New research on a chemical found in everyday consumer products ranging from soaps to toothpaste to toys raises "valid concerns" about its possible health effects, the U.S. Food and Drug Administration says.
The American position, outlined in correspondence to a congressman working to ban triclosan in personal care products, toys and clothes, comes as Health Canada continues its own evaluation of "emerging scientific data" to determine whether to take steps to minimize exposure for consumers.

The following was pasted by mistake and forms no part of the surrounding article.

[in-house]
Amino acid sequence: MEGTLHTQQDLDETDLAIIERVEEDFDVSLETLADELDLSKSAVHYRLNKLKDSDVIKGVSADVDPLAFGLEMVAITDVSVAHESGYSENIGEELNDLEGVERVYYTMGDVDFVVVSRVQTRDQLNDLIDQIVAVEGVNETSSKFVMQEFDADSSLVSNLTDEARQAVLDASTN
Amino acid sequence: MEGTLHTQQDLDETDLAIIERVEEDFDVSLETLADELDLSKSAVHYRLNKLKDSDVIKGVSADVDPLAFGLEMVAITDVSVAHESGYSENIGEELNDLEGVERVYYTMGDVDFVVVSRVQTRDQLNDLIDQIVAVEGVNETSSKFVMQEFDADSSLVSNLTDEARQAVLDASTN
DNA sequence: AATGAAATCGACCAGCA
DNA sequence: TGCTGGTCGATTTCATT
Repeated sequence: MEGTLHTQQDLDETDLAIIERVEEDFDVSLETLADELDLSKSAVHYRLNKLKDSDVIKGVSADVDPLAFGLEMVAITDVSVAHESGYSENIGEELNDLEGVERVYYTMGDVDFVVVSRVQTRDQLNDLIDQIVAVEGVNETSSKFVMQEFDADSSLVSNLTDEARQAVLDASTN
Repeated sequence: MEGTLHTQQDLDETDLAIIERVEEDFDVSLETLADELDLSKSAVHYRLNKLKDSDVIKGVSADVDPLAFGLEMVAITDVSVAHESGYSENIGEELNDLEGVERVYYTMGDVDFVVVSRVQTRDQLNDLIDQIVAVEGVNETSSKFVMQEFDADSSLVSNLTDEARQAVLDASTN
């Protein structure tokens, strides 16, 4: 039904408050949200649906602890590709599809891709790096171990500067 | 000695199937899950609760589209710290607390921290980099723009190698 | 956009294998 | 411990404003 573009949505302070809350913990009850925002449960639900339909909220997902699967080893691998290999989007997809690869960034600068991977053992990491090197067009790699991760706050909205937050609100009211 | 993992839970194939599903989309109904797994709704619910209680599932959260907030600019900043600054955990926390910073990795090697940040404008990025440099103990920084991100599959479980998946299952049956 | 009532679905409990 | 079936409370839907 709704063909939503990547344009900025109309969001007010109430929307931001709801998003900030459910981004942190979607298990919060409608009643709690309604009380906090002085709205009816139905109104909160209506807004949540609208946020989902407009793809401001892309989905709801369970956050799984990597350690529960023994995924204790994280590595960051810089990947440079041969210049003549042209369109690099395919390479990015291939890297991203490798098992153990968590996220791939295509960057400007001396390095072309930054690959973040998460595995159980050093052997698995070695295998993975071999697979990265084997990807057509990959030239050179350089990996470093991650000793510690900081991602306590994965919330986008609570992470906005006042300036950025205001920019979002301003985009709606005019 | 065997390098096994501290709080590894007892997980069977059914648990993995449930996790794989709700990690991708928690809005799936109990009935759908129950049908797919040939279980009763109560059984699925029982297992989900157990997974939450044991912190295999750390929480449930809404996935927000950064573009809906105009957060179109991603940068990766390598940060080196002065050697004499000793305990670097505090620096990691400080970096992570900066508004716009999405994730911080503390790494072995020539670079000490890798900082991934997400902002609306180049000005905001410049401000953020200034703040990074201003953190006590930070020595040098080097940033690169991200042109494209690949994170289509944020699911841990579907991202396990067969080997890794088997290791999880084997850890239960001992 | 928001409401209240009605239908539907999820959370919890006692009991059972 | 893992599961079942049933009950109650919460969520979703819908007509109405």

The majority of liquid antibacterial soaps contain triclosan as an active ingredient to stop the growth of bacteria and to deodorize. It is also contained in toothpaste, facewash, deodorants and cosmetics. More recently, triclosan is also being added as a bacteria-killer to countertops, kitchenware, toys and clothes.
The FDA told Massachusetts congressman Edward Markey the agency shares his "concern" over the potential effects of triclosan in disrupting the body's endocrine system, so the agency is taking another look at the chemical.